Tuesday, October 17, 2017

Astonished


























In an Hour We Live a Lifetime

Walking the world of dry leaves
and rickety bridges,
there as in old letters,
we marvel at the things
we once knew that we have
just recently discovered—
How new it all is again.

How we orbit the same sun
every day and still
can be astonished
by the way things
shine.

Rosemerry Trommer

Saturday, September 2, 2017

Caring, an Act of Rebellion

We are Mad You are Sane

Do you know what I
Love most about you?
That you care.

That you care fanatically
About those things the rest of us
Have forgotten or sold our souls on.

In a world deadened
By cynicism, by laziness,
By emotional detachment
That passes off as wisdom,
Your kind of obsessive caring
Is an act of rebellion.

Don’t ever think
Or let anyone tell you
That you’re oversensitive.

I sometimes think you may be
The only sane one among us.;
Guarding your heart from
An epidemic of elasticity;
Elastic explanations.
Elastic ambitions.
Elastic morals.

So this is what I want to tell
You this morning:
We are easy-spirited
Because we have lost our way.

You are heavy-hearted
Because you are holding your ground.
We are mad.
You are sane.

Never change.

Philip John

https://www.facebook.com/Labyrinths.PhilipJohn/photos/a.1456617284574306.1073741827.1452843378285030/1810841775818520/?type=3&theater

A wealth not dependent on possessions

Journeying god
Traditional (Ghana)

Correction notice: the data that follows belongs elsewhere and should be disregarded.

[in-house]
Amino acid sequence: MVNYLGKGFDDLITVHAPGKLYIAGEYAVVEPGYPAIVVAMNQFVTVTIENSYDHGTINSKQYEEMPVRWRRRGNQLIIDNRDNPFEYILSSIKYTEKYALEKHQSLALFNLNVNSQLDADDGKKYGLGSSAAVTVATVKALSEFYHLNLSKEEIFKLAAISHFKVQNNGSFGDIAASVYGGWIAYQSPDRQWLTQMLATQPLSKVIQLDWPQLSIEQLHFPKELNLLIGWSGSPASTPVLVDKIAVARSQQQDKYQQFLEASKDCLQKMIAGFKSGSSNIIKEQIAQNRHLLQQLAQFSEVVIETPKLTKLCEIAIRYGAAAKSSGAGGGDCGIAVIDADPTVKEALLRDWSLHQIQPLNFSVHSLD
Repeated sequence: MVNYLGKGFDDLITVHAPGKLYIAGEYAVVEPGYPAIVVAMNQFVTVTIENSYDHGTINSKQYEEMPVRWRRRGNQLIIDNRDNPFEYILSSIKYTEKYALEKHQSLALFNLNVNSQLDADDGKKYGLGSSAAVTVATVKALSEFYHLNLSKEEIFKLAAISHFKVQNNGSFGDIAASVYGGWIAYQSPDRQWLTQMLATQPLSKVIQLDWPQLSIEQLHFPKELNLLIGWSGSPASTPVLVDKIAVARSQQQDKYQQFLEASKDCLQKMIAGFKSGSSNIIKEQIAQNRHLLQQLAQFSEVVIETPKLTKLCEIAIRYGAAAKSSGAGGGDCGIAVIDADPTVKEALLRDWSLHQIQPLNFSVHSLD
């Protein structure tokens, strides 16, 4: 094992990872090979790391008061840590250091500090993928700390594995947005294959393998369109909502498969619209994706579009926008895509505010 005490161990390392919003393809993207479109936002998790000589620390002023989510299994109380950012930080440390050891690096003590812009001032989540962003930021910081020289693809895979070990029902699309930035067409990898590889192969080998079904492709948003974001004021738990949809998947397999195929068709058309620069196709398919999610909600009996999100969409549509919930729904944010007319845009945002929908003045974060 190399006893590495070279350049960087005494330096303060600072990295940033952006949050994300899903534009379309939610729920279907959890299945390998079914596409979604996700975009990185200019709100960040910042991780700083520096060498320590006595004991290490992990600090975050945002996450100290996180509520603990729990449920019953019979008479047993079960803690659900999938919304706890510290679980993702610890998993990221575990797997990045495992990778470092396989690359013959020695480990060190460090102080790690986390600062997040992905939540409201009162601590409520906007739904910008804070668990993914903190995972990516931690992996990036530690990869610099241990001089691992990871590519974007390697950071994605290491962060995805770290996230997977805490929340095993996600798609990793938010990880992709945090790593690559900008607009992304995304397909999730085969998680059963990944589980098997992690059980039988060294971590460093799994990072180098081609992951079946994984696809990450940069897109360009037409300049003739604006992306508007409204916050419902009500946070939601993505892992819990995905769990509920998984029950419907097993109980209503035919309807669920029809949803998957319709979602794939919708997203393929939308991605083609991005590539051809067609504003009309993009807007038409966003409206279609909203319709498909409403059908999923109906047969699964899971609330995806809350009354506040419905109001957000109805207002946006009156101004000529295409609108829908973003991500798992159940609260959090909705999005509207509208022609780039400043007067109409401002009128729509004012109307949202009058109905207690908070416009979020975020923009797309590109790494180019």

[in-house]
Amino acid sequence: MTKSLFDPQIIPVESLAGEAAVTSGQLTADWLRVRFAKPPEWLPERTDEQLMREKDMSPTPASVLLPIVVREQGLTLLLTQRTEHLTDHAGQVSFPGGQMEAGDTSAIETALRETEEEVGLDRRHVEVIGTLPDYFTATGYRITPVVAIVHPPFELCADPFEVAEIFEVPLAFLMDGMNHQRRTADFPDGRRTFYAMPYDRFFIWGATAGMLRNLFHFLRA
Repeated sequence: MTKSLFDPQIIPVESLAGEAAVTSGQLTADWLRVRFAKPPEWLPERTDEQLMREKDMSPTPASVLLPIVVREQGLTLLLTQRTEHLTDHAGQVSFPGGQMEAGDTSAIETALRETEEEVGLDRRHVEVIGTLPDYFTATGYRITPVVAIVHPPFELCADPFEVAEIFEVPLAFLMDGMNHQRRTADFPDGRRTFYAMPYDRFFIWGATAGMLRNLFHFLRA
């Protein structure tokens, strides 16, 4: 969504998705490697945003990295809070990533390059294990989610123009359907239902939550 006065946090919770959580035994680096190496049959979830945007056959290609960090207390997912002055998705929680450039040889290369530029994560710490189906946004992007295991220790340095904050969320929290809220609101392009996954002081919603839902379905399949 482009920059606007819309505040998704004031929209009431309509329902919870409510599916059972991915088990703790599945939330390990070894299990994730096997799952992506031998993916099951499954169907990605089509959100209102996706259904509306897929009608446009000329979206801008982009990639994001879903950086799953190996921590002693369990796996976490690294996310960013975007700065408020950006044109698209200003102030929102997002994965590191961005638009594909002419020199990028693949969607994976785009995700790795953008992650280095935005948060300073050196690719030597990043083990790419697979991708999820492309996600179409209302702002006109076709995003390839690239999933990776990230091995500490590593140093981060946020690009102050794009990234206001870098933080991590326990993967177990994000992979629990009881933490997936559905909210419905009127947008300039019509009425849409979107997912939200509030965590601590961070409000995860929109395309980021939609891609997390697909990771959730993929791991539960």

Journeying god,
pitch your tent with mine
so that I may not become deterred
by hardship, strangeness, doubt.

Show me the movement I must make
towards a wealth not dependent on possessions,
towards a wisdom not based on books,
towards a strength not bolstered by might,
towards a god not confined to heaven.

Help me to find myself as I walk in others' shoes.

Prayer song from Ghana, traditional, translator unknown

Tuesday, August 29, 2017

On a Day when Hostility Rules the News

And even as the countries aim their missiles at each other
and dangle threats and hurl names, the woman
in the hair salon gives you a deal because
in an hour you’ve shared dreams, shared fears.

And the bus driver helps you find your way.
And the tall man in the grocery store sees you reaching
for a box on the top shelf and offers to hand it to you.

Even as the congress argues and quarrels and stalls,
the little blonde boy you barely know snuggles into your lap
and tells you he loves you. Kindness continues to thrive,
Kindness breeds more kindnesses. Kindness

reminds you again that wherever you are,
you are home, that the world you most want
to live in is right here at the kitchen table,
right here on the noisy, crowded street.
Rosemerry Trommer

https://ahundredfallingveils.com/2017/08/27/on-a-day-when-hostility-rules-the-news/

Tuesday, August 15, 2017

Be ignited, or be gone

 




















What I Have Learned So Far

Meditation is old and honorable, so why should I
not sit, every morning of my life, on the hillside,
looking into the shining world? Because, properly
attended to, delight, as well as havoc, is suggestion.

Can one be passionate about the just, the
ideal, the sublime, and the holy, and yet commit
to no labor in its cause? I don't think so.

All summations have a beginning, all effect has a
story, all kindness begins with the sown seed.

Thought buds toward radiance. The gospel of
light is the crossroads of -- indolence, or action.

Be ignited, or be gone.

Mary Oliver

Saturday, August 5, 2017

Kindness

"It's not just children who are childlike. Adults, too, are - beneath the bluster - intermittently playful, silly, fanciful, vulnerable, hysterical, terrified, pitiful and in search of consolation and forgiveness.